Remote Tutoring via YouTube OR Skype OR FaceTime
During summer 2012 two of my students were home from college or non-local high school.
They contacted me to get a jump start on their upcoming classes. More specifically, the
High School Student wanted help preparing for both Calculus and Statistics and the College
student wanted help with Linear Algebra and Differential Equations. They both said they attempted
to find tutors in their areas but were not successful in finding a tutor to match their skills
and needs. One of their mothers, who is quite savvy with technology, suggested I tutor her
daughter remotely using Skype. That got me to thinking ... I then asked my other student if he
would be interested in the same. He said yes. This resulted in the addition of remote tutoring as a service I provide.
I believe remote teaching possesses tremendous promise. It is a very powerful tool to deliver
tutoring to individuals or groups.
There are, however, some issues to consider before one decides remote tutoring will work for them:
- Student Type - Any student who wants to try remote tutoring is welcome to give it a try. But
remote tutoring will work best with prepared students. Prepared students usually are self-motivated
and, among other things, have already attempted the work, and have specific questions. To get a
better idea of what it means to be a "Prepared Student," please see this essay -
An Effective Tutoring Session
- Study Materials - The student possesses the material he wants to study. This could be any of
book, workbook, handout, etc. The issue is the tutor can not look directly at the source material the student
wants to focus on. This
information needs to be relayed from the student to the tutor. This issue is best resolved by the
student sending an email to the tutor prior to session start time. That email should contain the
questions with instructions the student wants to focus on. That way more session time is spent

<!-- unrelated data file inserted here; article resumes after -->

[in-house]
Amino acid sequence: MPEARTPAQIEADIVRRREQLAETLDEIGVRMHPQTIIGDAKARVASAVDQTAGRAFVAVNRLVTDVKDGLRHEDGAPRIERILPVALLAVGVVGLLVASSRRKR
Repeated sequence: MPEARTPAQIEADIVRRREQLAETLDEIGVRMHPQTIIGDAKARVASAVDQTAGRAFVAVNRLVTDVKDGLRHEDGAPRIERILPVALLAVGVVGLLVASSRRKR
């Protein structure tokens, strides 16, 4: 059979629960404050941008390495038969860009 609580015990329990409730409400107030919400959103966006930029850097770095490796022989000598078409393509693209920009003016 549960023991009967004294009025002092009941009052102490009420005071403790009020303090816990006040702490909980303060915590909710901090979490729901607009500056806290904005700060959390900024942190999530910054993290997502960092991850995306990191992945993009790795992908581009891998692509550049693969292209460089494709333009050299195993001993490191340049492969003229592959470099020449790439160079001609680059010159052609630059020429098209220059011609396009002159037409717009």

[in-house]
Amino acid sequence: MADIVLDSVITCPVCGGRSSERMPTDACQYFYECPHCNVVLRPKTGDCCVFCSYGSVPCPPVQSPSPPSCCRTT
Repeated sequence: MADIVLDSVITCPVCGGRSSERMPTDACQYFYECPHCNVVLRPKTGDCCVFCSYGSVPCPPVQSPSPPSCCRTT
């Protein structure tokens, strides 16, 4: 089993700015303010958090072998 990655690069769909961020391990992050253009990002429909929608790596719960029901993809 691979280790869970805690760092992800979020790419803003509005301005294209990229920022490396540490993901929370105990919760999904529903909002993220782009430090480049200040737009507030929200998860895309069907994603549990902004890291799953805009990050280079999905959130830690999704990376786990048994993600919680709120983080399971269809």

focused on learning the material instead of used passing study materials from the student to the tutor.
- Groups - Remote tutoring allows students to form groups as they please. This offers great
cost efficiencies for students and their families. Personally I encourage groups - when groups
are done right I believe the math learning is more complete and important skills
in the areas of cooperation and communication are exercised. The hard part is putting
together a group that will work well together. To help you
better understand group dynamics please see this FAQ response - What do
you think about group tutoring?
- Payments - Nobody wants to get scammed. You don't want to pay upfront and not get the service
you expected. I don't want to spend time providing service and not get compensated. What I
propose for new students is this - On the first remote tutoring session, I tutor for 5 to 10
minutes before payment is made. During this initial 5 to 10 minutes you evaluate the quality of
instruction and service provided and decide whether or not you want to continue. If yes, you
make a payment via credit card. If not, we part way - no harm, no foul.
How does it work? I can "go live" on YouTube (and send you an unlisted link through email) OR we can use either Skype or FaceTime.